Brother Number One
Pol Pot, leader of the brutal Khmer Rouge faction in Cambodia and architect of one of this century’s worst genocides, is easy fodder for hyperbole. “Much of what has been written about Pol Pot since his time in power has been reckless and intemperate,” asserts Professor David P. Chandler. Chandler claims that “calling him a ‘moon-faced monster,’ a ‘genocidal maniac’ or ‘worse than Hitler’ has no explanatory power. To understand the man, and what happened in DK [Democratic Kampuchea, Cambodia’s name from 1975 through 1978], it is crucial to place him inside his own Cambodian context and inside a wider set of influences from abroad.”
Chandler, one of the world’s leading authorities on Cambodia, does this with great skill and confidence. A woeful shortage of sources makes this book less a biography than an extended exercise in speculation and the drawing of parallels. But Chandler appropriately makes much of Pol Pot’s very elusiveness (the outside world did not know that he was the French-educated Saloth Sar until he appeared in public in China in 1977), which in itself is telling. Chandler also is an excellent, careful historian and writes with a salutary calm, pointedly eschewing “reckless and intemperate” language and conclusions.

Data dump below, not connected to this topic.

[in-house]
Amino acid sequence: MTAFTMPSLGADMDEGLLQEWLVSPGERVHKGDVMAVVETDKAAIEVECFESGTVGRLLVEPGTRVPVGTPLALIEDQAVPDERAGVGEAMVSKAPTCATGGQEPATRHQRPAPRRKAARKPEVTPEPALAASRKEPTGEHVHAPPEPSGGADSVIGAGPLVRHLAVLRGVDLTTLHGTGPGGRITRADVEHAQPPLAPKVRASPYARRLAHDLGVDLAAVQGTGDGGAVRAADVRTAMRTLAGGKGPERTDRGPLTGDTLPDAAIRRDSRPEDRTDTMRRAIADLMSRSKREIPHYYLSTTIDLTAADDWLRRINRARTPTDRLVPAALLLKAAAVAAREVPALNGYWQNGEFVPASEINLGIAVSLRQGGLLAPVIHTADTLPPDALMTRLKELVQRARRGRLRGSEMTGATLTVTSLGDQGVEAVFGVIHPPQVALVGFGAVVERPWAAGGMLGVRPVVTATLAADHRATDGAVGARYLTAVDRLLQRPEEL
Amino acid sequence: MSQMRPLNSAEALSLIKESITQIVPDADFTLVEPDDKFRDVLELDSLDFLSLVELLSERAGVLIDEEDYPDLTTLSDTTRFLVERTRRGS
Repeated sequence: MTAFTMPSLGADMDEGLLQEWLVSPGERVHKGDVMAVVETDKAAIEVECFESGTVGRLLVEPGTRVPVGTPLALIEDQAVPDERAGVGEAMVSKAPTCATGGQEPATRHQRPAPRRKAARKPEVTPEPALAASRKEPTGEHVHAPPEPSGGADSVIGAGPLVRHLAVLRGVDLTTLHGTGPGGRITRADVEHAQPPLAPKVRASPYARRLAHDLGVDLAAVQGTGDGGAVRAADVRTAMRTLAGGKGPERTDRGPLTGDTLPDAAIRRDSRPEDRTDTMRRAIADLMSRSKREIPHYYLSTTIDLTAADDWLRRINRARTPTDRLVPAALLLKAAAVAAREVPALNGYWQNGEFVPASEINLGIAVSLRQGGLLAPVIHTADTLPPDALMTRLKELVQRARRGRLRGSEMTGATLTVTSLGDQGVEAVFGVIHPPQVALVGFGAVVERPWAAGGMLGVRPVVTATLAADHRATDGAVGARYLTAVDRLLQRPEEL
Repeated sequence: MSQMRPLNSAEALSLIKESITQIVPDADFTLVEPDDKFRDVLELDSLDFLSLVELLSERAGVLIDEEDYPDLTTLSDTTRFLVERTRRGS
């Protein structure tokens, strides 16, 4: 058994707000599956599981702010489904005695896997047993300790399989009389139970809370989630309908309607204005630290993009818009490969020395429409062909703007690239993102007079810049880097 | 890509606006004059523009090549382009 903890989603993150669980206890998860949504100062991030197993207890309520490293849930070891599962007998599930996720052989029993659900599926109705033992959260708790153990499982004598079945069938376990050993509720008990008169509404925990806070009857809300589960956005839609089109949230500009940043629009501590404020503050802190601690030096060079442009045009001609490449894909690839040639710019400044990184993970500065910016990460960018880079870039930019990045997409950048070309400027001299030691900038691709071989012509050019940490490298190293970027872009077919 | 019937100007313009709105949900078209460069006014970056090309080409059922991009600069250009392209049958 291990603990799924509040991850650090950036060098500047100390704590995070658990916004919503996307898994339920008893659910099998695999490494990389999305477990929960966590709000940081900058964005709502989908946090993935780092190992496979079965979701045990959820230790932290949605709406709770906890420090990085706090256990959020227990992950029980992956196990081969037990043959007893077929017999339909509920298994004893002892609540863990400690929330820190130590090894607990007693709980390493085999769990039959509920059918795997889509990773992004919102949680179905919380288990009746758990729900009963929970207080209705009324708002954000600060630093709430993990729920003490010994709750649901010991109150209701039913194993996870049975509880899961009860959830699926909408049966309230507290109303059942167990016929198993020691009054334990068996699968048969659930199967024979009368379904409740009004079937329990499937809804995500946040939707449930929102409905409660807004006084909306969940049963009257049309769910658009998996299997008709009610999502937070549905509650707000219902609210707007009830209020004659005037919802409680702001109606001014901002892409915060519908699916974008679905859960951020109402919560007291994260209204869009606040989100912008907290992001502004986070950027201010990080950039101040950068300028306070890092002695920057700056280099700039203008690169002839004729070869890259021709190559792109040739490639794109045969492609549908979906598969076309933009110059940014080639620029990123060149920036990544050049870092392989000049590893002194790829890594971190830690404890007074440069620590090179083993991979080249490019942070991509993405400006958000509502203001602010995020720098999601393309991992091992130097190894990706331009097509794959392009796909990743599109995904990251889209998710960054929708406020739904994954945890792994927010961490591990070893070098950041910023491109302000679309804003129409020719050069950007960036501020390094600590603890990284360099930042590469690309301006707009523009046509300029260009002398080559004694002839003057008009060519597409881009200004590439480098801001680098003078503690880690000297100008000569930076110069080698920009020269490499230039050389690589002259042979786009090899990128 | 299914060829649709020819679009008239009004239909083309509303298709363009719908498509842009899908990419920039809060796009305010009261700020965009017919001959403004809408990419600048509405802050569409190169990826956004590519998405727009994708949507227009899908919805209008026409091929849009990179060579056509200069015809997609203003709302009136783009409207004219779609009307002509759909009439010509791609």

He demonstrates persuasively that its claimed uniqueness notwithstanding, the Cambodian revolution had clear precedents in China’s disastrous Great Leap Forward and Cultural...
(The entire section is 322 words.)
Want to Read More?
Subscribe now to read the rest of Brother Number One Critical Essays. Plus get complete access to 30,000+ study guides!